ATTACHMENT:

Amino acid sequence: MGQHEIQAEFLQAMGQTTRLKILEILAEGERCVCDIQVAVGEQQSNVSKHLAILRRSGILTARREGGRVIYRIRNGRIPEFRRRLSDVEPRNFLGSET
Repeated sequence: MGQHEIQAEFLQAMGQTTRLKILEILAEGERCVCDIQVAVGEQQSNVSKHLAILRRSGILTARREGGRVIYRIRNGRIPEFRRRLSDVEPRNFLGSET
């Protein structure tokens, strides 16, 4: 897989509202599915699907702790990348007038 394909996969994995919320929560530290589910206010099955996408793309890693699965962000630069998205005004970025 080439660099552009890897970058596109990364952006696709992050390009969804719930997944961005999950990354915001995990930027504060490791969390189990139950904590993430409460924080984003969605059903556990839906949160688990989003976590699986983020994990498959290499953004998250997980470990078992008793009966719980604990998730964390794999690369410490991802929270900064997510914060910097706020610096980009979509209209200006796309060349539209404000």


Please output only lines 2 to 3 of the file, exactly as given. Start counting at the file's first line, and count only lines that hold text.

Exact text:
Repeated sequence: MGQHEIQAEFLQAMGQTTRLKILEILAEGERCVCDIQVAVGEQQSNVSKHLAILRRSGILTARREGGRVIYRIRNGRIPEFRRRLSDVEPRNFLGSET
């Protein structure tokens, strides 16, 4: 897989509202599915699907702790990348007038 394909996969994995919320929560530290589910206010099955996408793309890693699965962000630069998205005004970025 080439660099552009890897970058596109990364952006696709992050390009969804719930997944961005999950990354915001995990930027504060490791969390189990139950904590993430409460924080984003969605059903556990839906949160688990989003976590699986983020994990498959290499953004998250997980470990078992008793009966719980604990998730964390794999690369410490991802929270900064997510914060910097706020610096980009979509209209200006796309060349539209404000």